sustainable agriculture


Map of the US highlighting the hypoxic "dead zone" in the Gulf of Mexico and the watershed that feeds it. Photo: NOAA

There’s Nothing Average About This Year’s Dead Zone Forecast

, Kendall Science Fellow

Yesterday, the National Oceanographic and Atmospheric Administration (NOAA) released its annual forecast for the size of the Gulf of Mexico “dead zone” – an area of coastal water where low oxygen is lethal to marine life. They say we should expect an “average year.” That doesn’t sound so bad, but as we wrote last year, the dead zone average is approximately 6,000 square miles, or the size of the state of Connecticut. Average is not normal. Read more >

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Your Memorial Day Beer Choice Can Support Sustainable Farmers and Local Economies

, Kendall Science Fellow

In the spirit of enjoying adult beverages this Memorial Day weekend (responsibly, of course!), I want to share a bit about the burgeoning craft beer industry in the United States and why the trends are encouraging for sustainable farming and local economies. Read more >

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Four Things to Think About When Heavy Spring Rains Fall

, Kendall Science Fellow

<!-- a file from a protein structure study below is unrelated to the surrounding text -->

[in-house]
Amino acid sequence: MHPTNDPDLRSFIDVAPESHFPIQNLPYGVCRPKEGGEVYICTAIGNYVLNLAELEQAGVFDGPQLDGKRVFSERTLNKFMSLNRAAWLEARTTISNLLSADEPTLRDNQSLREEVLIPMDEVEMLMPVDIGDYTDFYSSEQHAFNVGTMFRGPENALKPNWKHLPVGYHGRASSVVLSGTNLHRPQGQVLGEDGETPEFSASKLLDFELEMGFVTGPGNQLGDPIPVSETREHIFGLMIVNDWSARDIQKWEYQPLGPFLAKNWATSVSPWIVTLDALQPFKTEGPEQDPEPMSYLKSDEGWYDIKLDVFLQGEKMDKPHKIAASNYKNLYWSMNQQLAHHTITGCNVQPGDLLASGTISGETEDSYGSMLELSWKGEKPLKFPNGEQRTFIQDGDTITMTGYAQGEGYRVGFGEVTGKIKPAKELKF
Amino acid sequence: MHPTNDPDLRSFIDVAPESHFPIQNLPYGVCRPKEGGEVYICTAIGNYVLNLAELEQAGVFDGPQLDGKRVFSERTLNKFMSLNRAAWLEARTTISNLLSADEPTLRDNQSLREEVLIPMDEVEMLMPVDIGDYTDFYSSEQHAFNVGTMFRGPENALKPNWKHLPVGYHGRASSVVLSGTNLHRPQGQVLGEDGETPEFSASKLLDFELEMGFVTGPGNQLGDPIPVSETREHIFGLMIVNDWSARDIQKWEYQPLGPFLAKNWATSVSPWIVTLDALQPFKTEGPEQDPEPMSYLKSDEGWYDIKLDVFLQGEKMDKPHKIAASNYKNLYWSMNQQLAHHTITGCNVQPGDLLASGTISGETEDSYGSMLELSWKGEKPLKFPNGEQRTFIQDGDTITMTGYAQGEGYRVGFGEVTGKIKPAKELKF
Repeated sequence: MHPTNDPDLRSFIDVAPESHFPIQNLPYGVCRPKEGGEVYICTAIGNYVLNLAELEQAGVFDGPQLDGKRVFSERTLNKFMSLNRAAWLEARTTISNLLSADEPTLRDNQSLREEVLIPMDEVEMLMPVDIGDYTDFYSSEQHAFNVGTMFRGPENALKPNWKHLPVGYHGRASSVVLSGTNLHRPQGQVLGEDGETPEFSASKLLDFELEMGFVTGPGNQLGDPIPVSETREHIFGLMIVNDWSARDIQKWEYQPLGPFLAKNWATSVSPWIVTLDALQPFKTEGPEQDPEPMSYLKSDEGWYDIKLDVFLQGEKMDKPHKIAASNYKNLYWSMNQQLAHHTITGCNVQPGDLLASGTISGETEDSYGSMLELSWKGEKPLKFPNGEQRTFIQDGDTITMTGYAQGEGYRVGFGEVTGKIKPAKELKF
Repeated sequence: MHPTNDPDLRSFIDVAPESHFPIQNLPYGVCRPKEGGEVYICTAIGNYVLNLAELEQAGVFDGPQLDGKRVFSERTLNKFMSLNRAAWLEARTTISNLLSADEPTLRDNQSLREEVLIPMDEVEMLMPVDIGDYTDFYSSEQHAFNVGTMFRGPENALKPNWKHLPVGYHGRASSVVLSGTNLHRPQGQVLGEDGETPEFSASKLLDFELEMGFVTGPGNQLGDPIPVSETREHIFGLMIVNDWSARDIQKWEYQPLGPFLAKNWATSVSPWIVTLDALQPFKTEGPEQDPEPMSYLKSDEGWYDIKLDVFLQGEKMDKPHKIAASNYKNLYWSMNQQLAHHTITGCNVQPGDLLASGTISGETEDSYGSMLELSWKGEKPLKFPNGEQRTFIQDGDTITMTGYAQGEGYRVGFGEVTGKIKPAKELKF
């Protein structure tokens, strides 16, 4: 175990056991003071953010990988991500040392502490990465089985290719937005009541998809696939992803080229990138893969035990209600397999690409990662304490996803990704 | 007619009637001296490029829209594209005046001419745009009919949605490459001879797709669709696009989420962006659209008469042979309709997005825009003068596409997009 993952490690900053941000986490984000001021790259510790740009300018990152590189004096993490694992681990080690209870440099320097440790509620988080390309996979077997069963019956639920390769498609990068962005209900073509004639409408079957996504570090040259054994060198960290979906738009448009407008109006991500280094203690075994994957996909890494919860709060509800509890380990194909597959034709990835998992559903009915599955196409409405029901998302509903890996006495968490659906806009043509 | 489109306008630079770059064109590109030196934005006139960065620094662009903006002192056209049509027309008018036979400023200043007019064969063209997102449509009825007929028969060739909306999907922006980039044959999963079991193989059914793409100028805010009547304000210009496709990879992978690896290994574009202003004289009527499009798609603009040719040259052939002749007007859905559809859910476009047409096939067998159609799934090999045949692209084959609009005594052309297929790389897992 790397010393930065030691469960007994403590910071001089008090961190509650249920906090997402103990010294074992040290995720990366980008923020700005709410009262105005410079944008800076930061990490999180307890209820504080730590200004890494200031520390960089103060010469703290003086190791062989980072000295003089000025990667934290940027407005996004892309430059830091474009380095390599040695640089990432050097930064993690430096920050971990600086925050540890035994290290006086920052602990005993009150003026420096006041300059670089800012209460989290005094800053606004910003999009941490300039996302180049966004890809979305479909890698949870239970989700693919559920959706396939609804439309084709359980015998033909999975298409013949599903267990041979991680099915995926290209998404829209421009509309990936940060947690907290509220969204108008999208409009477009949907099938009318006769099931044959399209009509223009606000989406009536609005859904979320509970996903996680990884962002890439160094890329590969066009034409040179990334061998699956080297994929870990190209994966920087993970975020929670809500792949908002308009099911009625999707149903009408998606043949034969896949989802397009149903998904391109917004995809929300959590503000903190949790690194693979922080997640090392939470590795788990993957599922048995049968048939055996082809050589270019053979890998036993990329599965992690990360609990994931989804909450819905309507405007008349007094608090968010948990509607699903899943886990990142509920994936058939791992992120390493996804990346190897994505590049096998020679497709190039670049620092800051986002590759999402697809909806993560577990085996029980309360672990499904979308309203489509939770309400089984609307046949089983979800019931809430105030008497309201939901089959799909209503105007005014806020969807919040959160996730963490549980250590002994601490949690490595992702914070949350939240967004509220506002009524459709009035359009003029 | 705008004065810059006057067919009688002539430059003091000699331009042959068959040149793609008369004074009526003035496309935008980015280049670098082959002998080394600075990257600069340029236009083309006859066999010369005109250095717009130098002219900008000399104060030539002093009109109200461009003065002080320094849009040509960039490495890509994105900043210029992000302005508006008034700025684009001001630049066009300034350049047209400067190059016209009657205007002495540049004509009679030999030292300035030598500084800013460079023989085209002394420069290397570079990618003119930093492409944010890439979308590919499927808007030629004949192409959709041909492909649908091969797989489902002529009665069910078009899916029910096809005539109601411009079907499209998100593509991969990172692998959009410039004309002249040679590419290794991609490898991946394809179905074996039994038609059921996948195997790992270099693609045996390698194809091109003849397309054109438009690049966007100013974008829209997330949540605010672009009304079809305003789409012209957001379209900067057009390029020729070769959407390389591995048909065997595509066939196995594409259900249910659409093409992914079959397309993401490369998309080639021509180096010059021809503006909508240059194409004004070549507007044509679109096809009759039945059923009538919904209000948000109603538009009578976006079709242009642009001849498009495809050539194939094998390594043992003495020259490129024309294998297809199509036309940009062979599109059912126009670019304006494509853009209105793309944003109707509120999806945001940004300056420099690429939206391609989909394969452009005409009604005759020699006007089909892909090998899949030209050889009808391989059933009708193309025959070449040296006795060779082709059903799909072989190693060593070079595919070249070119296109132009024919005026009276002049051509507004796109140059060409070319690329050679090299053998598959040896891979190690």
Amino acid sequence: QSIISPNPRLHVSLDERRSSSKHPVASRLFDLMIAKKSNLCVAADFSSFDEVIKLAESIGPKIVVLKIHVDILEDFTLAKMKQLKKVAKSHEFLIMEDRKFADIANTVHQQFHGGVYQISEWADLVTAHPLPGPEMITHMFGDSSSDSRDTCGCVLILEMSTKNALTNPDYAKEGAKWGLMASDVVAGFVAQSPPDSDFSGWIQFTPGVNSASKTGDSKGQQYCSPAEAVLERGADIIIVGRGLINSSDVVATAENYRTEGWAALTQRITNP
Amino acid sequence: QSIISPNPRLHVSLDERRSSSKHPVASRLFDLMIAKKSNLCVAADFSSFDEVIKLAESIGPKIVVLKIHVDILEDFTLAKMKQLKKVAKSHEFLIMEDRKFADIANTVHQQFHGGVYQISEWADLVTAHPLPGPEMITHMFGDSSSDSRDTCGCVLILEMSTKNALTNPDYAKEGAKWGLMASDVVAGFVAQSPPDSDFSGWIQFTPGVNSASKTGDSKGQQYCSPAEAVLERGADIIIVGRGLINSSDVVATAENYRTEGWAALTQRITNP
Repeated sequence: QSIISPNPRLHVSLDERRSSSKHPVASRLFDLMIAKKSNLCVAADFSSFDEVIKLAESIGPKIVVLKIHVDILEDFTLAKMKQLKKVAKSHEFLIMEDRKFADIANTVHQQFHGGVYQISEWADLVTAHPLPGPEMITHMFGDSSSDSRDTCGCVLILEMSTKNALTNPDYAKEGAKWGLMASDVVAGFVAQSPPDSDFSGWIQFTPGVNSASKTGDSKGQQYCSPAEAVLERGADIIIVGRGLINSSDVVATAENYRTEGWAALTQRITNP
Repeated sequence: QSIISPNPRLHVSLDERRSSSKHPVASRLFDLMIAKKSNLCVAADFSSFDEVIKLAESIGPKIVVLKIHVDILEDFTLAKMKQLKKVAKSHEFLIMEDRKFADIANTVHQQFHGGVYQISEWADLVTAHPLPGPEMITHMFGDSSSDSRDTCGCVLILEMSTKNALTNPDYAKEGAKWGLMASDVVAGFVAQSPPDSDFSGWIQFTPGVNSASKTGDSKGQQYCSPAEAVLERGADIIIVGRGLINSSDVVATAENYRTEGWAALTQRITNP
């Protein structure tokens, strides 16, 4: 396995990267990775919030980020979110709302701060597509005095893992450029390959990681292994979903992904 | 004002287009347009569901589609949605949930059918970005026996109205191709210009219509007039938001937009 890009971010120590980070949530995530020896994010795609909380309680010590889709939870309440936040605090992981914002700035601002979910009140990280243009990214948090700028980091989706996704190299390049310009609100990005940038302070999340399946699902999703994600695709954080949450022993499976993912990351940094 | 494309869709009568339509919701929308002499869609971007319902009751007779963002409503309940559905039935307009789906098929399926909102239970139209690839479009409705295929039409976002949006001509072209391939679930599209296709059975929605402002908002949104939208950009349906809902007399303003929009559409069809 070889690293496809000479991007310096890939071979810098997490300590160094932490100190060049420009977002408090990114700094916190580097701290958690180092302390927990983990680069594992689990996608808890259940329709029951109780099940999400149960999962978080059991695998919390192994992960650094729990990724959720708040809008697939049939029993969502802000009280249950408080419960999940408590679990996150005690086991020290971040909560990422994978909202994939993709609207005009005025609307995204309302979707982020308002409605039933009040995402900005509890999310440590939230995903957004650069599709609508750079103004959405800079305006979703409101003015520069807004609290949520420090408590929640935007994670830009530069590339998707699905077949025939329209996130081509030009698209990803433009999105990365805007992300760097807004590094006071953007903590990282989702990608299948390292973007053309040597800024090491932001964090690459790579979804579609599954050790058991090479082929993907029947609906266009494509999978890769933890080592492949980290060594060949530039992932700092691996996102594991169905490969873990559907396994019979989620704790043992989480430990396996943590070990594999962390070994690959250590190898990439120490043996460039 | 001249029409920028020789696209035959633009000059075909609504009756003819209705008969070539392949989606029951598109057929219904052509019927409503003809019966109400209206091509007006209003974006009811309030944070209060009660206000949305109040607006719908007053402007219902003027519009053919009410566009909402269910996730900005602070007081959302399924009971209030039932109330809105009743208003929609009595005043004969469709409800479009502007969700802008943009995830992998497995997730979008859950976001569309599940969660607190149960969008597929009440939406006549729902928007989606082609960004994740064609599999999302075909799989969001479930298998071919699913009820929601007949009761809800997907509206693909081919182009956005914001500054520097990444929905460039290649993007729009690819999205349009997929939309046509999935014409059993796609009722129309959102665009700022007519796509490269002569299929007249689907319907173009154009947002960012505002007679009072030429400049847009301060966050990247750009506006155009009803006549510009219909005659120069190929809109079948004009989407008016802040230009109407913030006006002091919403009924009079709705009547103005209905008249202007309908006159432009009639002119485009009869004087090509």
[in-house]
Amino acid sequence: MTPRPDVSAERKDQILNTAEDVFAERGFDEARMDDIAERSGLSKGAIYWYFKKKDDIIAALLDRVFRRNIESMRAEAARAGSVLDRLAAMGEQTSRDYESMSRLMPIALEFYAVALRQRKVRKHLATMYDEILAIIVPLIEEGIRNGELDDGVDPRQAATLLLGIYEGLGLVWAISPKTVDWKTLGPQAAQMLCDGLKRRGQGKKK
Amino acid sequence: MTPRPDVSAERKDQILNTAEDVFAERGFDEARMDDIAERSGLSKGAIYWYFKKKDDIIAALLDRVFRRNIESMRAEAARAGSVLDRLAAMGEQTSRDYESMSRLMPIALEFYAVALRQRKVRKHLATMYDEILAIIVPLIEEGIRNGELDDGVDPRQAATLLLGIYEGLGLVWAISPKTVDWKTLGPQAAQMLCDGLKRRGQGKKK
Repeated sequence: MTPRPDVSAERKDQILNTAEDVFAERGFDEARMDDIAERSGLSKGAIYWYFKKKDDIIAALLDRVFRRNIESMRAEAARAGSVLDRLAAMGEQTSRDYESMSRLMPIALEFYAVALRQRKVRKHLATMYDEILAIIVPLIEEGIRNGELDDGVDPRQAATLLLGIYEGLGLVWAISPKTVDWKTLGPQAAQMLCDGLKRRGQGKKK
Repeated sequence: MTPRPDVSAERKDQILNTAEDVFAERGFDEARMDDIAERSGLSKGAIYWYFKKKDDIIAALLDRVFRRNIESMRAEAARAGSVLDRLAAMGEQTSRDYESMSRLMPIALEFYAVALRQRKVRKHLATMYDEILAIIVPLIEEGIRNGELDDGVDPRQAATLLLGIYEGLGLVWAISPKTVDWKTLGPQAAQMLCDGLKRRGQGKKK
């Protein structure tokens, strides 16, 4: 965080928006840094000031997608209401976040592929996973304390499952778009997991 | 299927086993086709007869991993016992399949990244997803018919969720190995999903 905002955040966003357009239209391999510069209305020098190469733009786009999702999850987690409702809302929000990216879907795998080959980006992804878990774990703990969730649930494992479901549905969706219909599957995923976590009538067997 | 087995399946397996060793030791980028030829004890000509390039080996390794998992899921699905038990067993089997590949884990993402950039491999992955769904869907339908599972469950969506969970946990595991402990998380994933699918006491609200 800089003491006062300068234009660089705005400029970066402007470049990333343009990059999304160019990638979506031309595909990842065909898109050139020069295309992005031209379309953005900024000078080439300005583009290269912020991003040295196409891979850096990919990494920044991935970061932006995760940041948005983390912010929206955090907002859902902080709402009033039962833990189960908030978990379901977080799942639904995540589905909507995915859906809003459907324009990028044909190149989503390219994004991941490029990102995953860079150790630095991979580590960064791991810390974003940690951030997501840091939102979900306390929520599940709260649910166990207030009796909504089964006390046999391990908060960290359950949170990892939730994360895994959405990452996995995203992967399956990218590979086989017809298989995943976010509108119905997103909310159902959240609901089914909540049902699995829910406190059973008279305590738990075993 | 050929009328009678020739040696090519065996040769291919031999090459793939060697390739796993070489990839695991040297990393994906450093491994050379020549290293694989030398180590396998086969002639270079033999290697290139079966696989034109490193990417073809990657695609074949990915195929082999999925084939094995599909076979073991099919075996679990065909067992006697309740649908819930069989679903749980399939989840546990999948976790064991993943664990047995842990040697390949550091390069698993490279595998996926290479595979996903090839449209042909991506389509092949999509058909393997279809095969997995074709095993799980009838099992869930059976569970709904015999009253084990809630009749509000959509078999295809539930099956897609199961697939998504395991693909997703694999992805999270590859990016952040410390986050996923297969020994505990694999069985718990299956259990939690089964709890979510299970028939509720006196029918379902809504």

Spoiler alert: It’s more than just packing an umbrella.

As a kid I remember repeating the phrase in the spring “April showers bring May flowers.” Now, in my adult life as a weather-conscious agricultural scientist, I cannot help but think about how spring rain brings with it not just the promise of pretty flowers, but also the damage of floods. Read more >

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Soils to Reverse Climate Change: “Carbon Farming” and the Untapped Potential in Ecological Approaches

, Kendall Science Fellow

Are there agricultural practices that might offer more potential than the ones commonly discussed in the “carbon farming” conversation? In a companion post, I wrote about what the science tells us about cover cropping and reduced tillage, two practices getting a lot of attention in what I’ve called the “carbon farming” rage. Read more >

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Soils to Reverse Climate Change: What Do We Know about “Carbon Farming” Practices?

, Kendall Science Fellow

“Carbon farming,” in my world as a scientist who studies soils and crop production, seems to be all the rage these days in the media. The idea is to build up carbon in soil while drawing down carbon in the atmosphere through improved soil management. Read more >

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